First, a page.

Tallahassee’s New Day Dawning

Brien R. Sörne
July 23, 2020
Construction of a pedestrian bridge across S. Monroe Street at Cascades Park has begun.

Every week I talk with people across town, across the region, and across the country who say “Something is happening in Tallahassee” or “Tallahassee is emerging and finding a new place in the world”. Talking with a group of businesspeople earlier this evening, I heard more of the same. Realtors, web developers, bankers, business owners… they all talked about the resurgence and the redefinition of Tallahassee’s cultural and economic landscape.
I agree and I think some of this is by design, some by desire, and some by disappointment. Many of us who have been pursuing business opportunities for several years have been disappointed and even discouraged by old rules and old concepts of how decisions are to be made and who is granted access to the decision-making process. Mostly, the decisions about how land is to be used, how funding is to be granted, how contracts are to be awarded, and whether businesses, universities, and municipalities can cooperate toward mutual gain have been reserved for a few conclaves of privileged individuals. In the last ten years, there has been a growing desire to change these rules and explore newer concepts of community and economic development. Organizations like KCCI, Leadership Tallahassee, Town & Gown, and NEBA have come online with fresh vision and resolve. The results have been remarkable.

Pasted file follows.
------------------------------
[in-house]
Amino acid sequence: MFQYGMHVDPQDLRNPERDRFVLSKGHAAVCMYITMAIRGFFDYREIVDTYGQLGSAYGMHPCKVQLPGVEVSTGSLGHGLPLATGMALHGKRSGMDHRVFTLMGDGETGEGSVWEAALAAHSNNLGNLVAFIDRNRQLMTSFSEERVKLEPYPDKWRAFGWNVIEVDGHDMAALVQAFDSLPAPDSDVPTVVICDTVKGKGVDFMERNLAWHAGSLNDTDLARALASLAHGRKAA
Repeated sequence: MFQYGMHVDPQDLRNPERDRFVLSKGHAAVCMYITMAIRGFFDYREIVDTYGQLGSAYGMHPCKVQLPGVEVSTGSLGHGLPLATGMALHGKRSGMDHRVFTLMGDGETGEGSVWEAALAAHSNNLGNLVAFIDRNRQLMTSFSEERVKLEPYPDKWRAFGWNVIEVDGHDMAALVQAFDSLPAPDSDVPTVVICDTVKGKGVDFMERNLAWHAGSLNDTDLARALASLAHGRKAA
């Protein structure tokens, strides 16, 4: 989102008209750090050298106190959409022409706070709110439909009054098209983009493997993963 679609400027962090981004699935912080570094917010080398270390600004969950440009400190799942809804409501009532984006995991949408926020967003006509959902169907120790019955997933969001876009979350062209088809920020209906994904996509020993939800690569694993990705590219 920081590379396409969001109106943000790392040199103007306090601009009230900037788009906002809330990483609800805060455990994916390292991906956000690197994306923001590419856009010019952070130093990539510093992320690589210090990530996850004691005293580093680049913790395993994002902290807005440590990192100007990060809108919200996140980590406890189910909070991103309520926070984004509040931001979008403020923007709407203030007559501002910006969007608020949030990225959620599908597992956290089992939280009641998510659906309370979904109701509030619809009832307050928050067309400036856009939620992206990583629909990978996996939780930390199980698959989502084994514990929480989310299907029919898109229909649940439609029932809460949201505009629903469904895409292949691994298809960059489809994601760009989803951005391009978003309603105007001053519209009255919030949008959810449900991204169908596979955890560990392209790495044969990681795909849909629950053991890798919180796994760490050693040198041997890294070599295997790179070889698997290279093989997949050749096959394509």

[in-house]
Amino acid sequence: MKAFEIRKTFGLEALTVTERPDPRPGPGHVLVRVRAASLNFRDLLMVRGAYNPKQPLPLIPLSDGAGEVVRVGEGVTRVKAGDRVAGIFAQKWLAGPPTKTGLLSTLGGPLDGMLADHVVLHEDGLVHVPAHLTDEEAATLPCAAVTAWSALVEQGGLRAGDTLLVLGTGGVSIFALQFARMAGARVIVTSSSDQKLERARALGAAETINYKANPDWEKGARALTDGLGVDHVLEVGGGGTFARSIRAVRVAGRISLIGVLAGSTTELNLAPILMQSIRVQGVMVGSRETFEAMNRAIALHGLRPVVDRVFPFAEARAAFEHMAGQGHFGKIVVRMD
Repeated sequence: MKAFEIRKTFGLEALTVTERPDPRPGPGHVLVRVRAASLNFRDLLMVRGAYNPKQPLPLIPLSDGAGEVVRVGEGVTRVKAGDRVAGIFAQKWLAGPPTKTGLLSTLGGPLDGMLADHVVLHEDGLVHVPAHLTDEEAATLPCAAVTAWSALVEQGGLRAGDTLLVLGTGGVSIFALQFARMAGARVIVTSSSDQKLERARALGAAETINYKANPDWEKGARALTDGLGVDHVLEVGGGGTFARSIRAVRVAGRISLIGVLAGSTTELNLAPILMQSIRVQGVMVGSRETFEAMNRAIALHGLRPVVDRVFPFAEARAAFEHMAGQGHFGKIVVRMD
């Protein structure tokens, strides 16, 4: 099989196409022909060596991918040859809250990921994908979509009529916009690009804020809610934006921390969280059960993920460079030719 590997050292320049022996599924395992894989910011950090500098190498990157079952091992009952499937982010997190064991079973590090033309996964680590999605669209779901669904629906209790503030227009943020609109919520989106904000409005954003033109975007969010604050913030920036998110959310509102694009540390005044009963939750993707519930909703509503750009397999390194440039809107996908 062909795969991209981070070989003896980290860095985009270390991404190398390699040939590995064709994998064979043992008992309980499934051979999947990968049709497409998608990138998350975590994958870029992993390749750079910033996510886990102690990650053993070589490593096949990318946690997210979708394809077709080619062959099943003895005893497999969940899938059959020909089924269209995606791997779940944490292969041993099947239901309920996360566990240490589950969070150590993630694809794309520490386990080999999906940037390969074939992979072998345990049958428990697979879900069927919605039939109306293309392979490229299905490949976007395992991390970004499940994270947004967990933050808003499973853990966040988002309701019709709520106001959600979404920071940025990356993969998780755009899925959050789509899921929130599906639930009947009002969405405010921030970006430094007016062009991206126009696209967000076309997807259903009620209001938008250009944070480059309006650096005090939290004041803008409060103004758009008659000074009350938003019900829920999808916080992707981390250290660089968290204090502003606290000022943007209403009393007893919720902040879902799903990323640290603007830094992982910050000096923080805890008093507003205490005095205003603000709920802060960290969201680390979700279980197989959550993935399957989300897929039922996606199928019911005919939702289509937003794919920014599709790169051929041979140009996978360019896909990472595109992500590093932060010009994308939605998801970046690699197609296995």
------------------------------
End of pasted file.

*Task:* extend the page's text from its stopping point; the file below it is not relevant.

Cascades Park and the revitalization of Gaines Street and the All Saints District are examples of designed rediscovery and redefinition. The development of these common access areas speaks to the valuing of our community at large rather than gated communities for a few. Likewise, the design of the Tallahassee Music Week, Tally Fiesta, the Tallahassee Sand Festival, and Word of South Festival underscore our cultural common ground over the interests of a private organization like Spring Time Tallahassee. A new day is here and ready for each of us to consider how we will live it. Carpe Diem.